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Delavan police officer charged with misdemeanor obstruction

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Kevin Hoffman
October 13, 2011
— The Delavan Police Department is conducting an internal review of an officer charged with misdemeanor obstruction after Whitewater police say he lied to them during an investigation.

Aaron Myers, 32, of Fort Atkinson faces up to nine months in jail for misleading police while they were trying to locate a man suspected of headbutting another man outside a Whitewater restaurant, according to the criminal complaint.


Myers is free on a $2,000 signature bond. Delavan Police Chief Tim O'Neill said his department received the report Monday and will conduct its own investigation before making any decisions on Myers' status with the department.


Alexander Kritz told Whitewater police on May 11 he began arguing with a man later identified as Michael Stanke outside Topper's Pizza. Stanke approached Kritz as if to shake his hand before headbutting him, chipping three of his teeth, according to the complaint.


Police later obtained surveillance video that showed Stanke, 30, of Caledonia walk into the restaurant with Myers around the time Kritz said he was attacked. The two appeared to be laughing and talking with one another, police said.


Another image 19 minutes later showed Myers walk back into the restaurant, apparently wearing the same shirt Stanke was wearing in the first clip, according to the complaint.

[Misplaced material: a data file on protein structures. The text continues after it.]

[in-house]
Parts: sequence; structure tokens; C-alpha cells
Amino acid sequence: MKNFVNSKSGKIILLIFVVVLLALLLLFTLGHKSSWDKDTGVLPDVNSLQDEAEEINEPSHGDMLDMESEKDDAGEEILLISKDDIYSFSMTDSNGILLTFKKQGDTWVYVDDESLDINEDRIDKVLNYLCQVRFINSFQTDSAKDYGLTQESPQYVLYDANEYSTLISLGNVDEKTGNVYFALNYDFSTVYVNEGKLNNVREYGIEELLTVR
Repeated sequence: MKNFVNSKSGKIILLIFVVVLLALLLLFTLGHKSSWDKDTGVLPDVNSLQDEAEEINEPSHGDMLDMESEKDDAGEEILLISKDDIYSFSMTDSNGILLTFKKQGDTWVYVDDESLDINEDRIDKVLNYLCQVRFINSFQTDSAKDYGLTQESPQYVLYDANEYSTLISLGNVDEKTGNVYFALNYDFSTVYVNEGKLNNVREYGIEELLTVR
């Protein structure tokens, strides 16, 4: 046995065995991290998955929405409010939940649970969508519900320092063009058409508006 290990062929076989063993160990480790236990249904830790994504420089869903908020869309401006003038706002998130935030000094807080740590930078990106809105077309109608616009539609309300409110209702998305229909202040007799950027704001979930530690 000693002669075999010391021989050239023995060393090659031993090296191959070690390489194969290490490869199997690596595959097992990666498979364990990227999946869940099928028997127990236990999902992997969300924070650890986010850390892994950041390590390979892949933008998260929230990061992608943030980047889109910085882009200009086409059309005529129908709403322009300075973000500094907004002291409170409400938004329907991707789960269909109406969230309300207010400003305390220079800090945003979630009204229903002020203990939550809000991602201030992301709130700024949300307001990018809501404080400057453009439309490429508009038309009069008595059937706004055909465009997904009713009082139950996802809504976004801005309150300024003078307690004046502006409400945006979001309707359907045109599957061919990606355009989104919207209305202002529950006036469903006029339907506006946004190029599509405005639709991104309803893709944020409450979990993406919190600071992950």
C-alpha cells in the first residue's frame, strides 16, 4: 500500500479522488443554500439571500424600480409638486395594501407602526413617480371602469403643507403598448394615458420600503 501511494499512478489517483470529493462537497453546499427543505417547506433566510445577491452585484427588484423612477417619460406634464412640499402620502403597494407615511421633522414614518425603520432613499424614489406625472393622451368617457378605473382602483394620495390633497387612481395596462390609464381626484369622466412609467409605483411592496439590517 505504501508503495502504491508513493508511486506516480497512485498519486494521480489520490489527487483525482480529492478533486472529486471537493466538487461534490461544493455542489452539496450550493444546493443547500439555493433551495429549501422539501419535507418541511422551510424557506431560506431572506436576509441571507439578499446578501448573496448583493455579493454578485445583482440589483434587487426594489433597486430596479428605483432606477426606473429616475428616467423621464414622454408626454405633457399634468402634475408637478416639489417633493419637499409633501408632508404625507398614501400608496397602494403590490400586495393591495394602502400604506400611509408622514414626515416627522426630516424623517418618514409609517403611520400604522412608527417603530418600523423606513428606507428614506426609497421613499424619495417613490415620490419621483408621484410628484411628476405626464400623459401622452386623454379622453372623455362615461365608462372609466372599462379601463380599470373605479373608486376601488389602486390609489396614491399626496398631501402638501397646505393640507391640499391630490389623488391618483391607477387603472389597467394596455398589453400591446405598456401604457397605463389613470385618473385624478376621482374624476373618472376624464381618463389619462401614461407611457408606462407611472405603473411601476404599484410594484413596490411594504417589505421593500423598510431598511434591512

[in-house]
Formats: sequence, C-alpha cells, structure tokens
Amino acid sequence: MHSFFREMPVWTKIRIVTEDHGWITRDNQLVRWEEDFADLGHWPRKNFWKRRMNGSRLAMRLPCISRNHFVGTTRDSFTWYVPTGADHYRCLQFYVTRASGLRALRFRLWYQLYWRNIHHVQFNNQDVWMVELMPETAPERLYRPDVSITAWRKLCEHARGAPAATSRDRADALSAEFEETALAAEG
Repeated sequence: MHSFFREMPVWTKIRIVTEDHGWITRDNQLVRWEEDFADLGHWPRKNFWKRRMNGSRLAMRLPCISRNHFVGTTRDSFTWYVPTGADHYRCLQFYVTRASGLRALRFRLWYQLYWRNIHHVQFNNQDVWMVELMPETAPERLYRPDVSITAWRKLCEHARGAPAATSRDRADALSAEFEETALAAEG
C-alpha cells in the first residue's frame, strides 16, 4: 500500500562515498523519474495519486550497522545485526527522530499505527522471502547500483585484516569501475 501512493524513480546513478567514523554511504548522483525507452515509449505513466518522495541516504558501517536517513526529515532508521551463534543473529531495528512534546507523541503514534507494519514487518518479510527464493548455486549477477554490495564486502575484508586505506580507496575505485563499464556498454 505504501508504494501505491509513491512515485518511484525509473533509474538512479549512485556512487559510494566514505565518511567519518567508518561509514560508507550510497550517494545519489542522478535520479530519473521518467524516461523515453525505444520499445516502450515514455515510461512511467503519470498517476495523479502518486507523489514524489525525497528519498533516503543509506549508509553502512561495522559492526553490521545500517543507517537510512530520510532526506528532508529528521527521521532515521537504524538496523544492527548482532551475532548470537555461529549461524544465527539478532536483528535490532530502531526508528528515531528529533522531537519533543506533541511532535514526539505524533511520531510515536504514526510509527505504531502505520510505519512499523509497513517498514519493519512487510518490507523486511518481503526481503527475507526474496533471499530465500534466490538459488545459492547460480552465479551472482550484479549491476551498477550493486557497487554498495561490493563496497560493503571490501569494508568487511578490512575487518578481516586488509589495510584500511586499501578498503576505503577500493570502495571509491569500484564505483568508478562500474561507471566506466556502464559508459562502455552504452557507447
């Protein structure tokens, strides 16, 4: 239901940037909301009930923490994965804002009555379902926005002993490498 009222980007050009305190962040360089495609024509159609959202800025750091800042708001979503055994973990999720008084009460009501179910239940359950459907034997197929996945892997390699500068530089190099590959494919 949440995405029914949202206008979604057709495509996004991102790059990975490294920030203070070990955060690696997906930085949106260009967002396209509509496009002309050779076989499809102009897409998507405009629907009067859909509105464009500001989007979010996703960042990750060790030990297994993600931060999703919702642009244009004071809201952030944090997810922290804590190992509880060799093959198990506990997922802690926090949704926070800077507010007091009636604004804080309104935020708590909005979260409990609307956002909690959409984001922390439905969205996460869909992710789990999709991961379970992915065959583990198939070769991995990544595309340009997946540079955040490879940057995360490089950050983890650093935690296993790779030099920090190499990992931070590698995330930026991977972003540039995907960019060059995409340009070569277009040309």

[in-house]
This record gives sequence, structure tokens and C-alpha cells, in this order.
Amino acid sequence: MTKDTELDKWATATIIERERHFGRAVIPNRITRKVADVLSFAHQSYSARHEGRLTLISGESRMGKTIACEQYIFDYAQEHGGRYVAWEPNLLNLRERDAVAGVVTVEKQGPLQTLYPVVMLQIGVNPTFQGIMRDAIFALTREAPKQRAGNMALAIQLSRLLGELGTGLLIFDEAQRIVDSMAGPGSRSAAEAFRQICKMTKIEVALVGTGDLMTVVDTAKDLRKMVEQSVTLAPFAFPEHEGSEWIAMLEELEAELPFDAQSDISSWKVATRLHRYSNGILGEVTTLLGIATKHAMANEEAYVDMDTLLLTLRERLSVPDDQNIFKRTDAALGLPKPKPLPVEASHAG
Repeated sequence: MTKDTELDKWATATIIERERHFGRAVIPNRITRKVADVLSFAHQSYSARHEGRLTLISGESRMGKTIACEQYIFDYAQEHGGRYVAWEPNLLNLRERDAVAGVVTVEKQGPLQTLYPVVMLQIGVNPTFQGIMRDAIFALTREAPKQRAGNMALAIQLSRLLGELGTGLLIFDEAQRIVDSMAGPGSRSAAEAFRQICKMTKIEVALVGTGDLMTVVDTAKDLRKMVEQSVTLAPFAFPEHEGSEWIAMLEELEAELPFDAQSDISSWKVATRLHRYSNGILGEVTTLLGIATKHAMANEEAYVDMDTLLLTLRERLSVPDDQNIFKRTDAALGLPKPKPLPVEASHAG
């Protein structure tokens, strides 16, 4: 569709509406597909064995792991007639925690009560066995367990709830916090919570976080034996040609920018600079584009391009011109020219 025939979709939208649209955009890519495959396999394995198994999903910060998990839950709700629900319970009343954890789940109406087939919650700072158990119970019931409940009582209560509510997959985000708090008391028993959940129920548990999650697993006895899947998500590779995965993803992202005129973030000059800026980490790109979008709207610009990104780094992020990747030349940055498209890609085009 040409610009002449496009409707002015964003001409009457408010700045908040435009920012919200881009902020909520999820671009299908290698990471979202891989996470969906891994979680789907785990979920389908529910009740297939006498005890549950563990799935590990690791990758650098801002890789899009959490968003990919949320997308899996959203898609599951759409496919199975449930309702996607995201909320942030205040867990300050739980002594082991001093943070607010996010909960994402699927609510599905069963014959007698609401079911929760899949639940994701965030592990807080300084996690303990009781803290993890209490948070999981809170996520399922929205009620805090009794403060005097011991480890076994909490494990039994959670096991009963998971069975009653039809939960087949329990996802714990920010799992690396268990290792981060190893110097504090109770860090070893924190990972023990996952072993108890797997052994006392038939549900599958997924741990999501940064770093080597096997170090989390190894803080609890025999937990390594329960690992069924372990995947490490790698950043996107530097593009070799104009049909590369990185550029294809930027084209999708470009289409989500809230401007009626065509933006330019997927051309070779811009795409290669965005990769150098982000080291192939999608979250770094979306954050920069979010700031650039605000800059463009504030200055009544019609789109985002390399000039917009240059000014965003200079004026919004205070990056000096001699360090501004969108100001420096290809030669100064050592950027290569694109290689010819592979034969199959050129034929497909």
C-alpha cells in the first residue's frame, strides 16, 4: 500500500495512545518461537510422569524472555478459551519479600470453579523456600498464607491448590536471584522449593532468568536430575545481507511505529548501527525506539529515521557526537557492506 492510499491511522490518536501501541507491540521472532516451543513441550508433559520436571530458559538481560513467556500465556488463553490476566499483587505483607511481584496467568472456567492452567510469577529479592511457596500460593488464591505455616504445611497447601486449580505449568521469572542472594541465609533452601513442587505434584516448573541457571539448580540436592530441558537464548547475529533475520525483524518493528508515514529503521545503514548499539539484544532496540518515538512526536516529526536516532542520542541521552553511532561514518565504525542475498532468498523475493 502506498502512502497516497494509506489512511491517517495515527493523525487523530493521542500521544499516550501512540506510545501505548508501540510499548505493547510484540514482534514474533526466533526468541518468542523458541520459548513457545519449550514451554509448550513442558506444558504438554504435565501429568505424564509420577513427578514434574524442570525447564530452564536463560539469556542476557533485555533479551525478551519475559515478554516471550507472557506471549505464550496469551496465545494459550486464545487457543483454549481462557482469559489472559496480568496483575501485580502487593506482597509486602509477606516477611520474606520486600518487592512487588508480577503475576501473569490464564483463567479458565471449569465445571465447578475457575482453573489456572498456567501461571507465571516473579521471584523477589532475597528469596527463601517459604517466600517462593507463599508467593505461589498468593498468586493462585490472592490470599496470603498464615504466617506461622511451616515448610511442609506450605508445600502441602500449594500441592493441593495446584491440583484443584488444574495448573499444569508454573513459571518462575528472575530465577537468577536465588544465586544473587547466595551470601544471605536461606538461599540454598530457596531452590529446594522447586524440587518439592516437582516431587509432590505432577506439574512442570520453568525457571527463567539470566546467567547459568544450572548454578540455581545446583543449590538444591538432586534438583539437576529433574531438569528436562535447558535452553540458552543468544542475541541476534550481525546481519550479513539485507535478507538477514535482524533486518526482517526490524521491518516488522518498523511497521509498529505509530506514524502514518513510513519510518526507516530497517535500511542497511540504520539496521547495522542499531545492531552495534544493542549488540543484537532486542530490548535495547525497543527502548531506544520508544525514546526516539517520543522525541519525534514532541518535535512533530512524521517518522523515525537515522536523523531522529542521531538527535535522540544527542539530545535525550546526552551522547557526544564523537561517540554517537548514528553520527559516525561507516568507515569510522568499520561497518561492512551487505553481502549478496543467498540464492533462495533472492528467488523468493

A witness was able to give police the license plate number of Myers' car. While questioned, Myers identified himself as a police officer and told investigators he went to the restaurant alone to pick up a pizza.


Whitewater police told Myers they saw the security video and questioned him about switching shirts. Myers said he didn't know Stanke's name and claimed the shirt was his.


Myers then told police, "I'll be honest with you. I don't want to (be) jammed up. Yeah, I bent the truth a little bit with you. I'm sorry


"I apologize cop-to-cop. I don't want an obstruction ticket."


Myers also admitted to changing shirts with Stanke, but said he wasn't told why they were doing it, according to the complaint.


The next day, Myers called Whitewater police and said he found Stanke's identity by using Facebook.


Police didn't question Stanke until nearly three weeks later. He admitted "bumping heads" with Kritz, and said he switched shirts with Myers because he thought Kritz and his friends would try to come after him.


Jefferson County District Attorney Susan Happ was brought in as special prosecutor against Stanke, who faces a felony battery charge, and Myers. Special prosecutors are typical when the defendant is a public official or works in a capacity that could create a conflict with the district attorney.


O'Neill said a decision on Myers' status could be made in the next two weeks.


Myers is scheduled for a status hearing Nov. 8.



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